Book Review: The Fox by Frederick Forsyth

The Fox by Frederick ForsythEnvision, if you will, an aging, retired Spook and a young, fragile teenage genius. A perfect partnership! Together they lay siege to the bullies of the world, the North Koreans, Iranians, Middle Eastern terrorists.

One has the wisdom and the master-chess-player ability to anticipate the opponent. The other has the ability to penetrate multiple, proven-impossible firewalls to wreak havoc on ill-intentioned enemies.

The author, Frederick Forsyth, has been at this a long time. He started out as a journalist, has written 17 books such as DAY OF THE JACKAL, has won three Edgar awards and was the recipient of the lifetime achievement award, the Diamond Dagger from the Crime Writers of America.

His prose, unlike that of Dan Brown or Tom Clancy is spare, terse, and tongue-in-cheek humorous. His statements are fact-checked by experts.

For example, when speaking of the Russian GPS system, the Glonass-K2, Forsyth has this to say: “Glonass will define a Russian naval ship’s position to ten to twenty yards anywhere in the world. It relies on twenty-four satellites spinning in inner space. Any hacker seeking to disrupt the system would have to suborn five separate satellites simultaneously, which is clearly impossible.”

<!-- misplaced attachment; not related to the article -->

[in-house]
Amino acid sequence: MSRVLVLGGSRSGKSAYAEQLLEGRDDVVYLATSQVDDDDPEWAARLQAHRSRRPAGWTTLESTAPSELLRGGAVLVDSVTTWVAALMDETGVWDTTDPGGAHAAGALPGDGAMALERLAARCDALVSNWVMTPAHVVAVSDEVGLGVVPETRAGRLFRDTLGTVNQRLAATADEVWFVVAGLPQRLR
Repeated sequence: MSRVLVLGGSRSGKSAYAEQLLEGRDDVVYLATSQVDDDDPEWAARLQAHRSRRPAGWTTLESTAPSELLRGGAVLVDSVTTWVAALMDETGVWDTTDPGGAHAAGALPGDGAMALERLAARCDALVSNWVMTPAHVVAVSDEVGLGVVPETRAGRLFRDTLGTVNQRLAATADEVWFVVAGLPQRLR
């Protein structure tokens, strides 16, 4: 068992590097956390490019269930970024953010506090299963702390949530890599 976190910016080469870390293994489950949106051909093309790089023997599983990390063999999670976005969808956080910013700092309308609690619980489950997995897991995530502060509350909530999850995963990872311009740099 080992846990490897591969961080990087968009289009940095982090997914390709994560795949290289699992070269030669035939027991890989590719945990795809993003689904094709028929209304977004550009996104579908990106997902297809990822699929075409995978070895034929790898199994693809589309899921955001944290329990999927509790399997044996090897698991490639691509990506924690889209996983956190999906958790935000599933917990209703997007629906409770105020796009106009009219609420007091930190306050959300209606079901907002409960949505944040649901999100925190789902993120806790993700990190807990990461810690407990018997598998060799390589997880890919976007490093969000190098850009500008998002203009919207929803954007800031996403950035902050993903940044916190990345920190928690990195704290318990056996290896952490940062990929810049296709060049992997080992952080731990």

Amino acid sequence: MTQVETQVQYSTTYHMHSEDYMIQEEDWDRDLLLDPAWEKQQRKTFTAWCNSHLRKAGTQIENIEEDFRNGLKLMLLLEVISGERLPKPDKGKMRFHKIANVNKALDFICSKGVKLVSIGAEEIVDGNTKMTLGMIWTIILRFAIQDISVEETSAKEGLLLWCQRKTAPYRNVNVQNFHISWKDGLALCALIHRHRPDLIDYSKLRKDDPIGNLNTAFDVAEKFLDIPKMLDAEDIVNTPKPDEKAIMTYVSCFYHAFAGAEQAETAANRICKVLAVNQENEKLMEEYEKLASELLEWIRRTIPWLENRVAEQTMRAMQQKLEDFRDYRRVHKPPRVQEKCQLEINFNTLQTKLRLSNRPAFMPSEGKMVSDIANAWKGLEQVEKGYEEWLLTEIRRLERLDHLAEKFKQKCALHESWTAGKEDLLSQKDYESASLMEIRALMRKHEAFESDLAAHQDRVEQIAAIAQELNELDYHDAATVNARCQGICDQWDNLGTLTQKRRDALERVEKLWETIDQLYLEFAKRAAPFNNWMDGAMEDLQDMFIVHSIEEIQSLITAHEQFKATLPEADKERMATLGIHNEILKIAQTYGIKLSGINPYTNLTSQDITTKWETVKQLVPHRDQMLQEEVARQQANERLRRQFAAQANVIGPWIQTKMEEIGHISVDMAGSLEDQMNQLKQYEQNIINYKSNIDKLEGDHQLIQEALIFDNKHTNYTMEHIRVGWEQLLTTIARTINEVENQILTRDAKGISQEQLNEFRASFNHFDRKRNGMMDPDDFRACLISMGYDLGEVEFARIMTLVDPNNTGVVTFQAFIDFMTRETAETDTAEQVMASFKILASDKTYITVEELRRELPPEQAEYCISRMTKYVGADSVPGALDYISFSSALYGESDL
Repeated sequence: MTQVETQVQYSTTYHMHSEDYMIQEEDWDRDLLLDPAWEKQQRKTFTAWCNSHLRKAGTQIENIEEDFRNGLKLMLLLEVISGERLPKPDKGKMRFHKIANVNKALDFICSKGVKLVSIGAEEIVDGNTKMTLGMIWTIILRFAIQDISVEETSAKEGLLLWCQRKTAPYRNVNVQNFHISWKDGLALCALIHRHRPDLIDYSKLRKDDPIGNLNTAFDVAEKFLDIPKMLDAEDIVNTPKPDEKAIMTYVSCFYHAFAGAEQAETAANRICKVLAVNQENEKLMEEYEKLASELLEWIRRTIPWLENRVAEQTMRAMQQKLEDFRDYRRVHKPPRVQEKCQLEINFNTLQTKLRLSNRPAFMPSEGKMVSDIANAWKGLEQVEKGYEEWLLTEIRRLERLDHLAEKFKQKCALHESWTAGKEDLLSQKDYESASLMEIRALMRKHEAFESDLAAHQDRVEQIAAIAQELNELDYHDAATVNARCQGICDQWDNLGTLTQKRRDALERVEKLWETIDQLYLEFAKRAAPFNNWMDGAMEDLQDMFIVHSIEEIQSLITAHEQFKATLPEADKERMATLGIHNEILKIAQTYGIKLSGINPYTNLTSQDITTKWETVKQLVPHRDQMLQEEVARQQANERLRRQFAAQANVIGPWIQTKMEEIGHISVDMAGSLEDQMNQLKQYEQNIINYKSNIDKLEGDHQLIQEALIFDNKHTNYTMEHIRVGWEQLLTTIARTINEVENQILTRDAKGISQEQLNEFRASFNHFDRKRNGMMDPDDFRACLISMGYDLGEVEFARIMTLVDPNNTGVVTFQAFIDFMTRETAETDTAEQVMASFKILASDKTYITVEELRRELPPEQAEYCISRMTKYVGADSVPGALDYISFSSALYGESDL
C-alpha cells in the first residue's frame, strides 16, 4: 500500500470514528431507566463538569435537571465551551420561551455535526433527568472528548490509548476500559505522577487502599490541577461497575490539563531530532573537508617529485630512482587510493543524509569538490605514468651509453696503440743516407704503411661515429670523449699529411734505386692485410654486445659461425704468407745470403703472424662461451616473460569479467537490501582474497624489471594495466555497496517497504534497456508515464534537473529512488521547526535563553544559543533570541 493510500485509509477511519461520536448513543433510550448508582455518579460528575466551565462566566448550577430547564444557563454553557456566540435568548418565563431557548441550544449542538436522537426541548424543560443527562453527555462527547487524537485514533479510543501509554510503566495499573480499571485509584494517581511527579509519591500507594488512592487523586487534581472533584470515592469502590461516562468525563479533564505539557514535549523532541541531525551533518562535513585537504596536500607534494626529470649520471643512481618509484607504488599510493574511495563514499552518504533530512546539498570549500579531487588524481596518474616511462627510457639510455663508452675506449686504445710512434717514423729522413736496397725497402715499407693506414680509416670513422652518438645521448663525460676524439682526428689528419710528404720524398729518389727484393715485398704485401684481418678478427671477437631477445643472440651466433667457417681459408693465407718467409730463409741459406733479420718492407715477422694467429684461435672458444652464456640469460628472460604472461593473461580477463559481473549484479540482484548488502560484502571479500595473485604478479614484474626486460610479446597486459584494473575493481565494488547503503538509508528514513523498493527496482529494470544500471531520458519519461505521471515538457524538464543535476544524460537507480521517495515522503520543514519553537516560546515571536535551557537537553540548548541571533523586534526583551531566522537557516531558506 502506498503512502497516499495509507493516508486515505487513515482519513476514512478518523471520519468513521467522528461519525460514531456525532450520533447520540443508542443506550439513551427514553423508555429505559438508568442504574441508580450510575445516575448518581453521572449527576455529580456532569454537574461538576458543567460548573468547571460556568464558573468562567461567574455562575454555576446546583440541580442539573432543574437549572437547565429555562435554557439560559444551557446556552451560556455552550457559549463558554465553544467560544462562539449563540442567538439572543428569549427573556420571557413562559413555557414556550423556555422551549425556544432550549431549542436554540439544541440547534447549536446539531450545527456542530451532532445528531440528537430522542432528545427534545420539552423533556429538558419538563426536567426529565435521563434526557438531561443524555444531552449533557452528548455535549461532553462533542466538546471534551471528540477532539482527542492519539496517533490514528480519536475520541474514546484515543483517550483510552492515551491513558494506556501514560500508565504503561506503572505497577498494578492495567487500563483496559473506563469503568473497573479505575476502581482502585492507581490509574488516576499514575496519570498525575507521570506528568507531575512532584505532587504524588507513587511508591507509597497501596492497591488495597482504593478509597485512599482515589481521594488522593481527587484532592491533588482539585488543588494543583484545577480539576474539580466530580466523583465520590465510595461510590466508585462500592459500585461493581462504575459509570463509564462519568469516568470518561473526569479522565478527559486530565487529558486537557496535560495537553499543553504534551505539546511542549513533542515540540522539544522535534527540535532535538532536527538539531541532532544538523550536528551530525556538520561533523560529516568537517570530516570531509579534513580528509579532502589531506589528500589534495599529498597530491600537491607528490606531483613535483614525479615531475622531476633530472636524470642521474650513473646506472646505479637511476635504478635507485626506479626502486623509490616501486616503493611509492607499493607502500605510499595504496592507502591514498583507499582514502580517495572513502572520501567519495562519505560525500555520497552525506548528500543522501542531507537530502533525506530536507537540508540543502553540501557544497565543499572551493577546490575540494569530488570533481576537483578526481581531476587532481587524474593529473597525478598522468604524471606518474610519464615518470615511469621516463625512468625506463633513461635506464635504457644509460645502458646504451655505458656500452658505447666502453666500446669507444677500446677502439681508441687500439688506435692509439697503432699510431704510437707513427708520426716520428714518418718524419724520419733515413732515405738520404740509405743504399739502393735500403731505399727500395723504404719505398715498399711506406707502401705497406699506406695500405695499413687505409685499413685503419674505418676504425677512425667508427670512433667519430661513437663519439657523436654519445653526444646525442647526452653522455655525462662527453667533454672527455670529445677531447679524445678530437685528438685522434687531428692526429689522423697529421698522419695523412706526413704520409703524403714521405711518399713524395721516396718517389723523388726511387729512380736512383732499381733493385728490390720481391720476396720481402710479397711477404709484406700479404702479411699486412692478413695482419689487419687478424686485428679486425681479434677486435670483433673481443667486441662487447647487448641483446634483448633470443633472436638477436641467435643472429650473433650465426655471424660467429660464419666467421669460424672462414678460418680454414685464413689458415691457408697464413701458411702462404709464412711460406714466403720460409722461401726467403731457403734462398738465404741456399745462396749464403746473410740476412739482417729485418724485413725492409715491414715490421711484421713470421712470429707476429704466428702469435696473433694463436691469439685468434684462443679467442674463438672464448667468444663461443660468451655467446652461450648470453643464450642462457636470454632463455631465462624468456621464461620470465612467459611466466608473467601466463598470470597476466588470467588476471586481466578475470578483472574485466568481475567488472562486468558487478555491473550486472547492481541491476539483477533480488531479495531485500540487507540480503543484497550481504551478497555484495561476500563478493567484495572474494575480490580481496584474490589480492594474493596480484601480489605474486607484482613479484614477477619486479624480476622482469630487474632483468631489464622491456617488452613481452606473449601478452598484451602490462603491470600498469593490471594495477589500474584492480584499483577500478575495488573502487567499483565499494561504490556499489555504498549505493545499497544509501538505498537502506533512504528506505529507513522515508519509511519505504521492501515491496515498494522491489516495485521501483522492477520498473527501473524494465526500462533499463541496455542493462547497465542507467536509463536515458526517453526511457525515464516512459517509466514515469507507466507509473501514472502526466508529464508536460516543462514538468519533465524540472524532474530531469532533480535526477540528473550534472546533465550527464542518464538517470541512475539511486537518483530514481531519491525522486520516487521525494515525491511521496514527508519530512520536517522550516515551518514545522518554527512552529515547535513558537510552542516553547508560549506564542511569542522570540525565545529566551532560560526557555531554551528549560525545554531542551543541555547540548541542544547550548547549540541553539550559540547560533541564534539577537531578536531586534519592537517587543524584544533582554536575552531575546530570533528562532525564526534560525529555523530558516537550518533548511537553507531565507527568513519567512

Clearly impossible, that is, for anyone but our two heroes. Join them as they high-center tankers, blow up mountains and enemy missiles, and generally do what we all wish WE could do to right the world order.

An intelligent pleasure to read!

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